Archives for posts with tag: meditation

In the beginner’s mind there is no thought, “I have attained something.” — Shunryu Suzuki

In Taoism, there is also the idea, “to gain something, you must lose… to lose something, you must gain.” It is the way of the natural world, and indeed of all of us.

Natural disasters like we have recently seen in Colorado and in the Philippines illustrate this principle very well. People worked for decades — centuries perhaps – and it is all wiped away. Entire lifetimes are wiped away. In such extremes we see how flexible we must be, how willing to begin again with little warning. And, as life flows again, houses are rebuilt, roads rebuilt, water and electricity return. People rebuild their lives anew. And more than they realize, they return to the beginning.

During the week of the floods, I began my tai chi class. Some of you may recall that I was soaked to the skin when I arrived. As it happens, the students of that class are about to graduate. They have attained some minimal knowledge of the forms. On the evening he announced people would be graduating, my teacher idly mentioned to me almost as an afterthought, “You can always take the beginner’s class again.”

This was quite upsetting to me. Had I not practiced, learned, applied myself? My endurance, flexibility, all those things were so much better than 12 weeks earlier! I have attained something! My brain really circled and tightened around the idea that I was a failure or was lacking something. It continued circling for several days after. Peace? Well, not right then, for sure.

At roughly the same time, at the place where I work hard to bring cookies home to Chi, I was struggling to learn a new skill. I had to learn a new way of thinking about the work I had done and was about to do. It has been very difficult to retrain my brain. I was frustrated.

Last Saturday morning, I was getting my weekly massage and regaling my patient masseur with all of this. I wound up for the big finish with the tai chi instructor thinking I should stay behind and take another beginner class. I was indignant by that time, and not relaxing very much on the massage table. I beat my hand on the table and talked about failure, what was the point, was I really that bad? At one point, the massage therapist broke his silence and gently mentioned that it might not be because I was a failure. He was almost giggling by the time he pointed out that repeating the beginner sequence of movements will make them more ingrained and lead to a better practice. My brain hated that, insisting it knew enough already. I told my massage therapist that I would consider what he had said out of politeness more than conviction.

By the time I got back to tai chi class last week, I had decided I would follow my teacher’s advice. As I told him I’d stick around, the teacher looked genuinely pleased. It was only then that he conspiratorially whispered that he himself had taken the beginner’s class twice… in combination with the continuing class. You deepen your practice, he explained, and get into the continuing discipline as you go. Explained that way, it made sense. It was not a failure at all. Western mind likes to make us think if we don’t hurry through and be perfect at every endeavor, then we must be failures. This is a lie.

At the-place-where-I-earn-Chi’s-cookies, there also I got to return to the beginning, discussing ideas from the beginning and slowing down to reach true understanding.

All of this seeming setback had shown the possibility inherent in starting something new, and staying in an open, receptive, beginner’s mind throughout life.

For Chi’s part, he doesn’t have to actually catch the squirrel in the back yard. He chases it every day, trying to learn HOW to catch it. It’s not really about the outcome.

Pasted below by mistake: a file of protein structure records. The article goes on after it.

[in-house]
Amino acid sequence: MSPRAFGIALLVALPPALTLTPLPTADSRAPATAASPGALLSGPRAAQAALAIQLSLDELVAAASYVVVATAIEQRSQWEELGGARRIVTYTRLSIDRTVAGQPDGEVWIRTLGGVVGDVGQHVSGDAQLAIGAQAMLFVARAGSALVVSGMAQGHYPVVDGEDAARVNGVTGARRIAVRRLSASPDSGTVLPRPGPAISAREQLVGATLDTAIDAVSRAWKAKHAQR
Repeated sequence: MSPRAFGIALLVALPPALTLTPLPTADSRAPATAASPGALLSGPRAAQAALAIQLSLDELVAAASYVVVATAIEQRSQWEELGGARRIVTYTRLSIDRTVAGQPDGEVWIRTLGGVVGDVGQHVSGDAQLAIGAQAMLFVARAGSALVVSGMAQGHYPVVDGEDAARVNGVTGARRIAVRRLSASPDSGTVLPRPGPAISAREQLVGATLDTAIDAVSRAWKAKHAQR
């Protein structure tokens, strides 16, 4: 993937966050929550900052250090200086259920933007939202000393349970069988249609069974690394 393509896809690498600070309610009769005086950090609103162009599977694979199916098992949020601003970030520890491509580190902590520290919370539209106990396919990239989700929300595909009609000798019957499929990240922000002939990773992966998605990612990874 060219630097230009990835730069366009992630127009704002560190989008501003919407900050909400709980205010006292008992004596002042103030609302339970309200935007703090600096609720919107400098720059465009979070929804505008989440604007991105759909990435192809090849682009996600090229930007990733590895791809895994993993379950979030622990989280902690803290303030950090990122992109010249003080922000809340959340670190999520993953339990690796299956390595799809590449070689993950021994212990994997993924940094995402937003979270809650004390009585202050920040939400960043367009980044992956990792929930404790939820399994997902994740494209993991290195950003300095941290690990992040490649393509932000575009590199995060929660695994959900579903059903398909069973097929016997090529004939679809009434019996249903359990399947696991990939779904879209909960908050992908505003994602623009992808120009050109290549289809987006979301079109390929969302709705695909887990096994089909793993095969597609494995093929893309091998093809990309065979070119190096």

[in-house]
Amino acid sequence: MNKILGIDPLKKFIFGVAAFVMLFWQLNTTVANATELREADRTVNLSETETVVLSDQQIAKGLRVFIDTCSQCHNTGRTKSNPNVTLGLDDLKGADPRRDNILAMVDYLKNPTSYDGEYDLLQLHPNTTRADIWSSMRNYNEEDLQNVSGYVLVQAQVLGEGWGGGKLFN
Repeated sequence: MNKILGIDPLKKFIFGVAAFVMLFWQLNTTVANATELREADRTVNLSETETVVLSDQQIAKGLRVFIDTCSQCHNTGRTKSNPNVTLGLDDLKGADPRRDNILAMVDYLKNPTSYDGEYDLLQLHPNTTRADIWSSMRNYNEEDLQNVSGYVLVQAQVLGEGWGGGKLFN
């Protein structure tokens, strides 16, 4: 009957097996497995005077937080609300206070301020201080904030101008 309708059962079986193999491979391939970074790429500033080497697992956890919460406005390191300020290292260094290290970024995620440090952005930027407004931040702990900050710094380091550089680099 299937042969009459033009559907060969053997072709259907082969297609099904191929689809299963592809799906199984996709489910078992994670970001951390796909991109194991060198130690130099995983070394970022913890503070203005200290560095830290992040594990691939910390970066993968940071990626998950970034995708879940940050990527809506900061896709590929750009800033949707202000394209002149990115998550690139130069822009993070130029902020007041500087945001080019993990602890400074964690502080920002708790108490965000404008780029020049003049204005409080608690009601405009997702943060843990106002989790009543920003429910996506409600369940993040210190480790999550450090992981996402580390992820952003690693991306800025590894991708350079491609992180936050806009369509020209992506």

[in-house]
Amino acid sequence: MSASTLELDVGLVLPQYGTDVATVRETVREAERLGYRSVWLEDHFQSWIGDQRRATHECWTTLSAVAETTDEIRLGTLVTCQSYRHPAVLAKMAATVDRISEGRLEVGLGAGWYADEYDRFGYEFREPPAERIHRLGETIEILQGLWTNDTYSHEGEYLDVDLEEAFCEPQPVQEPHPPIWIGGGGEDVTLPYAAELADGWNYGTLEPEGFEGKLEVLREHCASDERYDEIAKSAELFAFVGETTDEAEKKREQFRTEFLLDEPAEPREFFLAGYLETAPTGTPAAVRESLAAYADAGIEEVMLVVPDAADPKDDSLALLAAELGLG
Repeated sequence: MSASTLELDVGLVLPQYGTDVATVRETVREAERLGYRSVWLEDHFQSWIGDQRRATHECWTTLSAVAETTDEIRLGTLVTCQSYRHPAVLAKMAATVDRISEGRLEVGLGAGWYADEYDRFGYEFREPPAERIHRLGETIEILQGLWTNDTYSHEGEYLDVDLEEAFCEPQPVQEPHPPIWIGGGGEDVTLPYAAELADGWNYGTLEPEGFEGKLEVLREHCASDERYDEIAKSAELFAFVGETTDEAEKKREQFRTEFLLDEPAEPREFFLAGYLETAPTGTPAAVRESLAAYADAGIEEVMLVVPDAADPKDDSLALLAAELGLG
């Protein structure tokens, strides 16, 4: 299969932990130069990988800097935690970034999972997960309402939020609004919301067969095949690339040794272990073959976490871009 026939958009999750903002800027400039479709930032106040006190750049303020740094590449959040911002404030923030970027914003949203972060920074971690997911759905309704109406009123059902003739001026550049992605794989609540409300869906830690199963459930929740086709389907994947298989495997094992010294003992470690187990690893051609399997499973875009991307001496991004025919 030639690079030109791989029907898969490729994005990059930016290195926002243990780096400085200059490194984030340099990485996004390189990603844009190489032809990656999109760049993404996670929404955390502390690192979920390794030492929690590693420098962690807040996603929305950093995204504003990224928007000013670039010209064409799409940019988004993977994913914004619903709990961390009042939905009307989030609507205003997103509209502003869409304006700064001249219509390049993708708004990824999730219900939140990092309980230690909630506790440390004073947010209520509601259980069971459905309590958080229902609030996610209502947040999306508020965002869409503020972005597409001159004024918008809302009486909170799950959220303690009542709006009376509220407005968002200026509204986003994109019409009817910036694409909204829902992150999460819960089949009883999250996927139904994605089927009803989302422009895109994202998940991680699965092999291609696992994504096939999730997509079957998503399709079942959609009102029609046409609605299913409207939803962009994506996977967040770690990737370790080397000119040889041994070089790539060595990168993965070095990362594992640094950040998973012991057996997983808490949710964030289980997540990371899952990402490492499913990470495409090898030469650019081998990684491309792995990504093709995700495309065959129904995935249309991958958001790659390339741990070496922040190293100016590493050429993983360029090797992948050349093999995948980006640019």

I look for places now to practice beginner’s mind. I am grateful I was allowed to see and experience it when so many rush around unseeing, consuming, accumulating, rushing. There IS another way.

Beginners-Mind-ZenRocks

This morning my quarters were so cold
I suddenly thought of my friend in the mountains
gathering firewood down by the creek
lugging it back to boil white rocks
I wish I could bring him a gourd full of wine
to drive off the wind and rain at night
but fallen leaves cover the deserted slopes
and how could I find the trail

Wei Ying-wu

[Translated by Red Pine, from the book, ‘In Such Hard Times: The Poetry of Wei Ying-wu’. Copper Canyon Press]

A Scholar's Retreat amidst Autumn Trees, Ming dynasty (1368-1644) Wang Fu (Chinese, 1362-1416)

A Scholar’s Retreat amidst Autumn Trees, Ming dynasty (1368-1644)
Wang Fu (Chinese, 1362-1416)

This lovely poem speaks of a truth in many of our lives. How many times have we thought of a friend, just out of the blue. How nice it would be to see them. Then, the various problems associated with seeing this friend ensue.

Too snowy. Too rainy. Too hot. Too cold. Too busy. Too broke. Not enough time. Always something.

And then, there are the friends who are not embodied. The friends long since departed, gone to some distant coast, or perhaps location unknown. We think about the memories we shared, the times we wish we could have again. Our selves which always seem somehow better through the lens of time and distance.

Maybe what we truly miss is an ideal. A thought. A time we felt strong, or wise, or vital. It’s always in the past, or the future, or somewhere other than here.

How could I find the trail?

Many times the truth, sensation or experience we seek is deceptively near. Our brains search everywhere for this ephemeral thing called now. Maybe you can pick your way amongst the fallen leaves and find the trail to your friend’s house by taking a detour. Perhaps wandering with no destination will bring you home.

Allowing yourself the time and space to explore in the present moment is key.

Water overcomes the stone;

Without substance it requires no opening;

This is the benefit of taking no action.

 

Yet benefit without action,

And experience without abstraction,

Are practiced by very few.

TTC 43

Interpreted by Peter Merel

I learn a lot when I sit and watch Chi interact with his sisters. His sisters are two rambunctious Manchester Terriers. He lacks their energy and their speed. He cannot outrace them in one of their dizzying races around the yard. He can’t jump so fast and high that he almost catches a squirrel by the tail.

Still, Chi has something the flashier pair lack, and he uses it — often without fanfare. He can lie quiet and motionless. When they crawl all over him, he sinks into himself with a deep sigh. He’ll close his eyes and pretend he’s asleep. They will paw at him, push him, lick him. None of it matters. He’s oblivious. Sometimes, he seems longsuffering. Other times, he seems stubborn.